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Home » Lakes of the Atlas » South Saskatchewan Region » South Saskatchewan River Basin » Tyrrell Lake

Tyrrell Lake

    2.Drainage Basin Characteristics
    3.Lake Basin Characteristics
    4.Water Quality
    5.Biological Characteristics

1. Introduction

Map Sheets:82H/8
Location:Tp5 R17, 18 W4
Lat/Long:49°23'N 112°16'W

Tyrrell Lake is an elongate, saline lake lying in a shallow coulee on flat plains. It is located 45 km southeast of the city of Lethbridge in the County of Warner. To reach the lake from Lethbridge, drive southwest on Highway 4 until you are 3 km past the hamlet of New Dayton. Watch for signs and turn east onto a secondary road and drive for 1.5 km to a county-operated day-use site at the northwest end of the lake (Fig. 1, 2). The facilities include a concrete boat launch, a fish cleaning stand, picnic tables and toilets. There is also a day-use site at the south end of the lake; few facilities are provided and the boat launch is quite muddy.

Tyrrell Lake was named for Joseph Burr Tyrrell, a member of the Geological Survey of Canada from 1880 to 1897 (Wrentham Hist. Soc. 1980). The lake is located on the mixed-grass plains, an area that once supported enormous herds of buffalo. The lake was a campsite for Indians when they travelled between the Cardston area and Montana (Warner Old Timers' Assoc. 1962). In the early 1900s, a wave of settlers came to farm the area, and in 1909, the Tyrrell Lake School was built near the southwest shore of the lake (Wrentham Hist. Soc. 1980).

Tyrrell Lake is a natural water body, but historically, the water level has fluctuated greatly. During the dust-bowl years of the 1930s, the lake reputedly became a dry mud flat (Fitch 1980). In the early 1950s, a canal was built from Milk River Ridge Reservoir via Middle Coulee to Tyrrell Lake to help stabilize levels. However, drainage near the lake was still inadequate, so in wet years farmland was flooded; during prolonged droughts the water level of the lake and associated marshes dropped and jeopardized valuable waterfowl habitat. In 1985, the Tyrrell-Rush complex became the first Wetlands for Tomorrow project built in Alberta. Joint funding was provided by Alberta Environment, Ducks Unlimited (Canada) and Fish and Wildlife Division. The County of Warner and the St. Mary's River Irrigation District (SMRID) provided enthusiastic cooperation. The canals and structures that were built have allowed water levels to be stabilized in Tyrrell Lake, in nearby Rush Lake and in a large marshland south of Rush Lake to form a major wetland area in a region where waterfowl habitat is scarce and drought is common. Agricultural interests are met because the project included an efficient drainage system to move excess runoff from farmland and direct it into the improved Rush Lake drain, which conveys water to Etzikom Coulee (inset, Fig. 1).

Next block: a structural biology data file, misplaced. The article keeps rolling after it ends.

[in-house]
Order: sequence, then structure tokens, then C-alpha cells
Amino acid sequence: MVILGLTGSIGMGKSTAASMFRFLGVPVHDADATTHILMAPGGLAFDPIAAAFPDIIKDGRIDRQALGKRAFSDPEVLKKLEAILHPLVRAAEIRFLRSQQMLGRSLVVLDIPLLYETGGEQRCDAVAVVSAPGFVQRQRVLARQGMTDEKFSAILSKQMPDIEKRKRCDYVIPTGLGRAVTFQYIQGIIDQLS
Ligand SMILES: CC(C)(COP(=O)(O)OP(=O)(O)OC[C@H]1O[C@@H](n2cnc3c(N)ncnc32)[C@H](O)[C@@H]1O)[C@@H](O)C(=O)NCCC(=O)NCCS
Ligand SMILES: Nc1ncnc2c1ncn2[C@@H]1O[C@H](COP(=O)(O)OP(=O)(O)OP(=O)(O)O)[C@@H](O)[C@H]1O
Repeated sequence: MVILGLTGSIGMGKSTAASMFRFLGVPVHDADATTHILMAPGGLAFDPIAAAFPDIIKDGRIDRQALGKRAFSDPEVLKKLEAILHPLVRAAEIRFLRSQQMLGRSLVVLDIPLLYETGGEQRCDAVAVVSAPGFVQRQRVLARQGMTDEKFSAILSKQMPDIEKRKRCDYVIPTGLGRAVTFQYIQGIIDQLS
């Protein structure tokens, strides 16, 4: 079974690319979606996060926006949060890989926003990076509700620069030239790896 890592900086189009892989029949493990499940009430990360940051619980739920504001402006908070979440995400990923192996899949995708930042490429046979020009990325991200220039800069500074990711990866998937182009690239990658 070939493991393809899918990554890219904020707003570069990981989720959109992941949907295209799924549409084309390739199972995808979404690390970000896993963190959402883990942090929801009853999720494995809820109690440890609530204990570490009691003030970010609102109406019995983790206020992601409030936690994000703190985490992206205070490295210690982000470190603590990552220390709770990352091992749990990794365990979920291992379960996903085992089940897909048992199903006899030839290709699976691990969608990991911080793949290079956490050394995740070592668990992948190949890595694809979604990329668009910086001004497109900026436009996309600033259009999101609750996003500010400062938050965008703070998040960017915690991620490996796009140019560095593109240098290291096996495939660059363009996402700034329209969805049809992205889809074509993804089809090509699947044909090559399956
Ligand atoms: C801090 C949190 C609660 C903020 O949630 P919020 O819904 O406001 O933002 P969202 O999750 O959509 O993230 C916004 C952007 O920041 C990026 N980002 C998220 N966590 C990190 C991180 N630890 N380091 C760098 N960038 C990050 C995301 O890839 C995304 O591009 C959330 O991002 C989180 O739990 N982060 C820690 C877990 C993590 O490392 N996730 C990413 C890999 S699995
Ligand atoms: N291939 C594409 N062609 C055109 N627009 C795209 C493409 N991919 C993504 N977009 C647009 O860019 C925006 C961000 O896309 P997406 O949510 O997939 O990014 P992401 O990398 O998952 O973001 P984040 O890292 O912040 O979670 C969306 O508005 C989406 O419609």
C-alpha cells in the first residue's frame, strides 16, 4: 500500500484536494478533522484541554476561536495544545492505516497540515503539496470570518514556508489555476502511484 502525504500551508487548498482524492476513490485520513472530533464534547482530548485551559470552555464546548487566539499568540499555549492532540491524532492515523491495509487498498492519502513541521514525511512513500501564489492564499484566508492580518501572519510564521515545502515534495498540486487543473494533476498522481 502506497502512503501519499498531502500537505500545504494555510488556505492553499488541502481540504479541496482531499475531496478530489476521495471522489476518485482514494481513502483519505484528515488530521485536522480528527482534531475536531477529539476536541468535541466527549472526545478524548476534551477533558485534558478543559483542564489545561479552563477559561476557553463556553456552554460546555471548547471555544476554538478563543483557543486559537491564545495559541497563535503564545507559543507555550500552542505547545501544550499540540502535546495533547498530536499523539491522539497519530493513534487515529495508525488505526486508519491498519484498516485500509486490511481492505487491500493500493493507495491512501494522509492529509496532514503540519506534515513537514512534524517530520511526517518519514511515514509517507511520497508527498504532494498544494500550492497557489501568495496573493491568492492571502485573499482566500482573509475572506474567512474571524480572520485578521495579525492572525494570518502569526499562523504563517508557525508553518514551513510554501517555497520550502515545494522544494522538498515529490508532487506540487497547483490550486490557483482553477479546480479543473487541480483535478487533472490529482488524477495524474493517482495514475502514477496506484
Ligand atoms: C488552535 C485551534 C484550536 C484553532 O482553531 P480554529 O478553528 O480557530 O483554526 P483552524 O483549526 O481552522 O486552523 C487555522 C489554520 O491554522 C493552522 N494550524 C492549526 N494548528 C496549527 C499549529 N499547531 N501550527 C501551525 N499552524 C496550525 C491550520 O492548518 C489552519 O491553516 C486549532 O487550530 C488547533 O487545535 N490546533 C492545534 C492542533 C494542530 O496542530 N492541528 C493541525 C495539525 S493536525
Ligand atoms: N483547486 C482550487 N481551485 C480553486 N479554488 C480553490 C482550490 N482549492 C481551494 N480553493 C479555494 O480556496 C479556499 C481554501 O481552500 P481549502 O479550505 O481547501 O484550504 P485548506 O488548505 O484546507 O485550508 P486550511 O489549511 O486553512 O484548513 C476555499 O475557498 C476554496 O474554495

Tyrrell Lake is nutrient rich and supports occasional algal blooms. These blooms and the muddy lake bottom discourage swimming. In posted areas of the lake, power boats are restricted to maximum speeds of 12 km/hour (Alta. For. Ld. Wild. 1988). Because of high salinity, the only native fish species are salt-tolerant minnows. However, the lake is stocked annually with rainbow trout, which exhibit one of the fastest growth rates in North America and provide an excellent sport fishery. Fishing with bait fish is not permitted (Alta. For. Ld. Wild. 1989). The lake is also known for its population of tiger salamanders, although their numbers have been severely reduced since the introduction of trout.

Physical Information
Area (km2)3.99
Max. Depth (m)6.1
Mean Depth (m)3.8
Dr. Basin Area (km2)122
Dam, WeirDam
Drainage BasinSouth Saskatchewan River Basin

Recreational Information
Camp GroundNone
Boat LaunchPresent
Sport FishRainbow Trout, Northern Pike, Lake Whitefish

Water Quality Information
Trophic StatusNo Data
TP x (µg/L)150
CHLORO x (µg/L)No Data
TDS x (mg/L)7,450

2.Drainage Basin Characteristics »

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